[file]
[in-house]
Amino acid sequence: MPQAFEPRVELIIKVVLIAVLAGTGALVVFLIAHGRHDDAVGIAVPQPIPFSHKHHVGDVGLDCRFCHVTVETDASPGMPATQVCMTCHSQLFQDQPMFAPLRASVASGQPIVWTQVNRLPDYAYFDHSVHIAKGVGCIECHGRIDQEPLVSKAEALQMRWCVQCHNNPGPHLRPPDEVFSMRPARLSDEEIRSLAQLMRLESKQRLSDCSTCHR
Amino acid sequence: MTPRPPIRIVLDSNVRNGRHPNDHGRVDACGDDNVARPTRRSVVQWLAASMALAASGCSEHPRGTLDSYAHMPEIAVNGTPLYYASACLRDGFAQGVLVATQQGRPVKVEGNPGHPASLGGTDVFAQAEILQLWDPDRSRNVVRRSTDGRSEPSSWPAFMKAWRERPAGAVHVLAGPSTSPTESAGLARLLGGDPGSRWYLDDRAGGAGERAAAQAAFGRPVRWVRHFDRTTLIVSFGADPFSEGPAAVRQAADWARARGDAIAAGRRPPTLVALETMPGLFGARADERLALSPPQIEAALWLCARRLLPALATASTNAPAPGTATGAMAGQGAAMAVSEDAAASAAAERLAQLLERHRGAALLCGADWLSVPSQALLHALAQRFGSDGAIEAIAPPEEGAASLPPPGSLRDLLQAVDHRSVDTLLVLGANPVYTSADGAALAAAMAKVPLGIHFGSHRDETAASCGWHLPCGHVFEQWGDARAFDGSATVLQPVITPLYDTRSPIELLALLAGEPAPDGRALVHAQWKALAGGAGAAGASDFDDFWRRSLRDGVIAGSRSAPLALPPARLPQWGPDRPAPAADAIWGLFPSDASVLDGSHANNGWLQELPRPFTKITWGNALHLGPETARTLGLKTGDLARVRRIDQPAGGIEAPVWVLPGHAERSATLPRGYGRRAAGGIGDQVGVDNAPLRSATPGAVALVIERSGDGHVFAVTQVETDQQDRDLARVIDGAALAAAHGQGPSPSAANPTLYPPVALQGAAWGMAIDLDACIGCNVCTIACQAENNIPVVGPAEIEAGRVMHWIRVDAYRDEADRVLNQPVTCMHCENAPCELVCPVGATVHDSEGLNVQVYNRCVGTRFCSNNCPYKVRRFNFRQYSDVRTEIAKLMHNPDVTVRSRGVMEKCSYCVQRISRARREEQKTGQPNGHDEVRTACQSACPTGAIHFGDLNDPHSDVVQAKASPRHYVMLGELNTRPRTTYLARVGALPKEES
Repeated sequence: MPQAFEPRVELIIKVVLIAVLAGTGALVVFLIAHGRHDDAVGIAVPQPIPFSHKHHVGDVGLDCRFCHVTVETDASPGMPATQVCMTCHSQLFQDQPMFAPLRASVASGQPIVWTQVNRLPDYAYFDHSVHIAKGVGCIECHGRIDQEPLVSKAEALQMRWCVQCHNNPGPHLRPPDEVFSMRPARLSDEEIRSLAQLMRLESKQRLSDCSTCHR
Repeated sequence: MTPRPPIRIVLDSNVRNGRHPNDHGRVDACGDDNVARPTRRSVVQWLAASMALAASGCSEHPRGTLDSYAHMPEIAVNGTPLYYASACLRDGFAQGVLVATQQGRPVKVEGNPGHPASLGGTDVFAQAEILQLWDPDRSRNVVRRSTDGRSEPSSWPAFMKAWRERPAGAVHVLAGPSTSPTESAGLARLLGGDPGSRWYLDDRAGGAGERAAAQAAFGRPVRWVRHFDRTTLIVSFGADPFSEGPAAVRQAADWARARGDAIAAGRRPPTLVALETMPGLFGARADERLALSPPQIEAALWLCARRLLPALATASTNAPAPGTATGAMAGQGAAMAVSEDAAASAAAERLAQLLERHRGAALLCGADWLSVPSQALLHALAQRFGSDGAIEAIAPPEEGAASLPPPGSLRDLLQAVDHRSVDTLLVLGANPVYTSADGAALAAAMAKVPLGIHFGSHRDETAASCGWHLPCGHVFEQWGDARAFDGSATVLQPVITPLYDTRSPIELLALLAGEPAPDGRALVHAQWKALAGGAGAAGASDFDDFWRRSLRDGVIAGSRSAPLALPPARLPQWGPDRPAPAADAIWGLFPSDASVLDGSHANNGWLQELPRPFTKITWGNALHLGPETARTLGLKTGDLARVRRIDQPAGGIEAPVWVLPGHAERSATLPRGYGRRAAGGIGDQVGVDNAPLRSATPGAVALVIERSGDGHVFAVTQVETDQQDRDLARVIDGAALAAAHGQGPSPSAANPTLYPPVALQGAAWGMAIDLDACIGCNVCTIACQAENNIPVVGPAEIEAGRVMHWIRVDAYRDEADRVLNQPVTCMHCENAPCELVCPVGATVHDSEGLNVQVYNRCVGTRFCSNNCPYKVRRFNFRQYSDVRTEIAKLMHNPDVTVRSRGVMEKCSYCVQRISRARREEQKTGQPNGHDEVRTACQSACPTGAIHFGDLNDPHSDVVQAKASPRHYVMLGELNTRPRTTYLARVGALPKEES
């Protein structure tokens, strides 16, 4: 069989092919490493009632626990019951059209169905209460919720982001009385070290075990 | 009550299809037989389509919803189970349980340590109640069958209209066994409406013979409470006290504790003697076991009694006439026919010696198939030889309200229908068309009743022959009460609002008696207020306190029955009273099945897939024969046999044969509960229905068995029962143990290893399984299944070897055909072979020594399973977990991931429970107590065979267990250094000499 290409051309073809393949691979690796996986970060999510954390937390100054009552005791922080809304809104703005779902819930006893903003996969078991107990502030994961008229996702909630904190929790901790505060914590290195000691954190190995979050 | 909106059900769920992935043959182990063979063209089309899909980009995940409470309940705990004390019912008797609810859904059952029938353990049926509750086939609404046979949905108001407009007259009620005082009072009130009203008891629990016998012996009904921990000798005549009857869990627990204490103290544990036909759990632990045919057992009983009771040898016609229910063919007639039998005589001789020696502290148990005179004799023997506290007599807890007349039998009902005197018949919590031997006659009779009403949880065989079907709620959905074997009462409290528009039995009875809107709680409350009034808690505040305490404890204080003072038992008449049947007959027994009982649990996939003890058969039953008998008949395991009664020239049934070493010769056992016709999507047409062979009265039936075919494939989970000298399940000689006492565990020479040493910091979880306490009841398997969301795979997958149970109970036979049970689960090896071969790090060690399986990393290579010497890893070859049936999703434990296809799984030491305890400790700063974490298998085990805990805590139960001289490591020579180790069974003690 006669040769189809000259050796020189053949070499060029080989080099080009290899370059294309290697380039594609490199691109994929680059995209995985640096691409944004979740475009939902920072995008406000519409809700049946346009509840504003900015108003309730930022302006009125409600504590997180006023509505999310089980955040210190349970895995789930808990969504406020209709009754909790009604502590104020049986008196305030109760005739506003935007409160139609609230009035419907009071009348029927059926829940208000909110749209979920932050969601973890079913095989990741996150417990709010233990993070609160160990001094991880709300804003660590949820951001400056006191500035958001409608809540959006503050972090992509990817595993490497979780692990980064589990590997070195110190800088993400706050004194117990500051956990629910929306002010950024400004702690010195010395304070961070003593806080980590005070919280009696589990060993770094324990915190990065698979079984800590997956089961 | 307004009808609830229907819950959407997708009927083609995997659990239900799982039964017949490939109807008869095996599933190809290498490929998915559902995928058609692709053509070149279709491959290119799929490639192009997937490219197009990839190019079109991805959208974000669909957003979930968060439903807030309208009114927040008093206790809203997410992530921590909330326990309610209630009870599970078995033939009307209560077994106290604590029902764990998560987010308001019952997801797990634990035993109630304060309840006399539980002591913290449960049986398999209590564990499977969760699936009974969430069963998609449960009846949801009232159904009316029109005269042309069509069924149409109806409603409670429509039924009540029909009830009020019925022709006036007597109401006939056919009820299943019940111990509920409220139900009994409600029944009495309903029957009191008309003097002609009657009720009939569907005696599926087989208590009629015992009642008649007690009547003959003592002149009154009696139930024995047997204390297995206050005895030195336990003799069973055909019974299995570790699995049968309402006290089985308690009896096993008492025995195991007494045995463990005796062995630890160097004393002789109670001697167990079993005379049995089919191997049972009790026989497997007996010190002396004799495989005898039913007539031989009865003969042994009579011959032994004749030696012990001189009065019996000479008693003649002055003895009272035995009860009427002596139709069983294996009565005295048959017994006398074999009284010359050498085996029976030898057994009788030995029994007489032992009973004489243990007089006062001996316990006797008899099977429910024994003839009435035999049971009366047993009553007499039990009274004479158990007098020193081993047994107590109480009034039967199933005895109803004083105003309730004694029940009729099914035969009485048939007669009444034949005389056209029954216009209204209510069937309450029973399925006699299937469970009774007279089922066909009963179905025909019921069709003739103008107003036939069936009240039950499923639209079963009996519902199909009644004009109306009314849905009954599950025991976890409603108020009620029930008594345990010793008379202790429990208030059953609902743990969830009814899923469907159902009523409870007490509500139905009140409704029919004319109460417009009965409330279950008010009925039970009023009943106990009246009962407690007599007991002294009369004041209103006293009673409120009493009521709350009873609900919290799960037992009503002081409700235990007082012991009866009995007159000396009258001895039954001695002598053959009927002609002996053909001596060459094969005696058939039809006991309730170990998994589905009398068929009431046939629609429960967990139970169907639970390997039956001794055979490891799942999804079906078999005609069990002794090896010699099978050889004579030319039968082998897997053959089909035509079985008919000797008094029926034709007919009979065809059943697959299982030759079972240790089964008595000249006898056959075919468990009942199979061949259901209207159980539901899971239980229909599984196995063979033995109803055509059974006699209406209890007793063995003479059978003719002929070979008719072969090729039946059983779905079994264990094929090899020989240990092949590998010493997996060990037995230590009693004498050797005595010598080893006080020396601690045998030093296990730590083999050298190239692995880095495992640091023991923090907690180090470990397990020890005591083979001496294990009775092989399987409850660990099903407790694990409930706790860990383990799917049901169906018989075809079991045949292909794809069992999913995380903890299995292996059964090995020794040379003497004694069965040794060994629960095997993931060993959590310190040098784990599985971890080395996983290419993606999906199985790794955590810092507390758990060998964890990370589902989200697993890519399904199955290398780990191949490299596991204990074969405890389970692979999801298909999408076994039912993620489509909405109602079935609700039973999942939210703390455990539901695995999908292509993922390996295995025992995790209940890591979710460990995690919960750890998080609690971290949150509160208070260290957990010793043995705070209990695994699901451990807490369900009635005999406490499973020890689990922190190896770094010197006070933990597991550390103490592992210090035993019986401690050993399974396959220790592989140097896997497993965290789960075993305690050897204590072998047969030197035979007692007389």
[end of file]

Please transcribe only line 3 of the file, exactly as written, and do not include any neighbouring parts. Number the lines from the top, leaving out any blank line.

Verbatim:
Amino acid sequence: MTPRPPIRIVLDSNVRNGRHPNDHGRVDACGDDNVARPTRRSVVQWLAASMALAASGCSEHPRGTLDSYAHMPEIAVNGTPLYYASACLRDGFAQGVLVATQQGRPVKVEGNPGHPASLGGTDVFAQAEILQLWDPDRSRNVVRRSTDGRSEPSSWPAFMKAWRERPAGAVHVLAGPSTSPTESAGLARLLGGDPGSRWYLDDRAGGAGERAAAQAAFGRPVRWVRHFDRTTLIVSFGADPFSEGPAAVRQAADWARARGDAIAAGRRPPTLVALETMPGLFGARADERLALSPPQIEAALWLCARRLLPALATASTNAPAPGTATGAMAGQGAAMAVSEDAAASAAAERLAQLLERHRGAALLCGADWLSVPSQALLHALAQRFGSDGAIEAIAPPEEGAASLPPPGSLRDLLQAVDHRSVDTLLVLGANPVYTSADGAALAAAMAKVPLGIHFGSHRDETAASCGWHLPCGHVFEQWGDARAFDGSATVLQPVITPLYDTRSPIELLALLAGEPAPDGRALVHAQWKALAGGAGAAGASDFDDFWRRSLRDGVIAGSRSAPLALPPARLPQWGPDRPAPAADAIWGLFPSDASVLDGSHANNGWLQELPRPFTKITWGNALHLGPETARTLGLKTGDLARVRRIDQPAGGIEAPVWVLPGHAERSATLPRGYGRRAAGGIGDQVGVDNAPLRSATPGAVALVIERSGDGHVFAVTQVETDQQDRDLARVIDGAALAAAHGQGPSPSAANPTLYPPVALQGAAWGMAIDLDACIGCNVCTIACQAENNIPVVGPAEIEAGRVMHWIRVDAYRDEADRVLNQPVTCMHCENAPCELVCPVGATVHDSEGLNVQVYNRCVGTRFCSNNCPYKVRRFNFRQYSDVRTEIAKLMHNPDVTVRSRGVMEKCSYCVQRISRARREEQKTGQPNGHDEVRTACQSACPTGAIHFGDLNDPHSDVVQAKASPRHYVMLGELNTRPRTTYLARVGALPKEES